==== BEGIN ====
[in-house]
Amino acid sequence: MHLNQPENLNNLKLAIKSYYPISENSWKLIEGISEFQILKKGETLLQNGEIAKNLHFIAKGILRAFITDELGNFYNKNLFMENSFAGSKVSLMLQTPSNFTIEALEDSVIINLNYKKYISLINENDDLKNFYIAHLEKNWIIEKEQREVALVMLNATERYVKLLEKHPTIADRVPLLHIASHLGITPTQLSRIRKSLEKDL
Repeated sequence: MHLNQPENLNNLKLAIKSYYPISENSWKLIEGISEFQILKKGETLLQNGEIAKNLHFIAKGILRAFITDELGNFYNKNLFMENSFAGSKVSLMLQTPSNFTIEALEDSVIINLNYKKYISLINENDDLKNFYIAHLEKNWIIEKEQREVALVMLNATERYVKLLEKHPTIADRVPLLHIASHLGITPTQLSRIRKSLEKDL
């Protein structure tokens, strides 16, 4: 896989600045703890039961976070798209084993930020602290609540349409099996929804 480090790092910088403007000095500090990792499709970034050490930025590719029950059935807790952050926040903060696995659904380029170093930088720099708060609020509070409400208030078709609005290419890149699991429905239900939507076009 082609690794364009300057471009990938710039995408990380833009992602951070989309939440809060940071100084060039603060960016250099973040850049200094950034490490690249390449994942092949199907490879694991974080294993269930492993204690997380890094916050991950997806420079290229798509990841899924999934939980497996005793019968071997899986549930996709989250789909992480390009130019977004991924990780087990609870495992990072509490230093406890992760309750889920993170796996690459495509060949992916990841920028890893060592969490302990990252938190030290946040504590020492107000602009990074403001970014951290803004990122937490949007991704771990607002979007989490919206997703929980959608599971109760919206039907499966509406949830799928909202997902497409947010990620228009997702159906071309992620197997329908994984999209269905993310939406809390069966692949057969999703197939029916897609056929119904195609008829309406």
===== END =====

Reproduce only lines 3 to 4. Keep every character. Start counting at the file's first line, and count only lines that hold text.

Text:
Repeated sequence: MHLNQPENLNNLKLAIKSYYPISENSWKLIEGISEFQILKKGETLLQNGEIAKNLHFIAKGILRAFITDELGNFYNKNLFMENSFAGSKVSLMLQTPSNFTIEALEDSVIINLNYKKYISLINENDDLKNFYIAHLEKNWIIEKEQREVALVMLNATERYVKLLEKHPTIADRVPLLHIASHLGITPTQLSRIRKSLEKDL
């Protein structure tokens, strides 16, 4: 896989600045703890039961976070798209084993930020602290609540349409099996929804 480090790092910088403007000095500090990792499709970034050490930025590719029950059935807790952050926040903060696995659904380029170093930088720099708060609020509070409400208030078709609005290419890149699991429905239900939507076009 082609690794364009300057471009990938710039995408990380833009992602951070989309939440809060940071100084060039603060960016250099973040850049200094950034490490690249390449994942092949199907490879694991974080294993269930492993204690997380890094916050991950997806420079290229798509990841899924999934939980497996005793019968071997899986549930996709989250789909992480390009130019977004991924990780087990609870495992990072509490230093406890992760309750889920993170796996690459495509060949992916990841920028890893060592969490302990990252938190030290946040504590020492107000602009990074403001970014951290803004990122937490949007991704771990607002979007989490919206997703929980959608599971109760919206039907499966509406949830799928909202997902497409947010990620228009997702159906071309992620197997329908994984999209269905993310939406809390069966692949057969999703197939029916897609056929119904195609008829309406």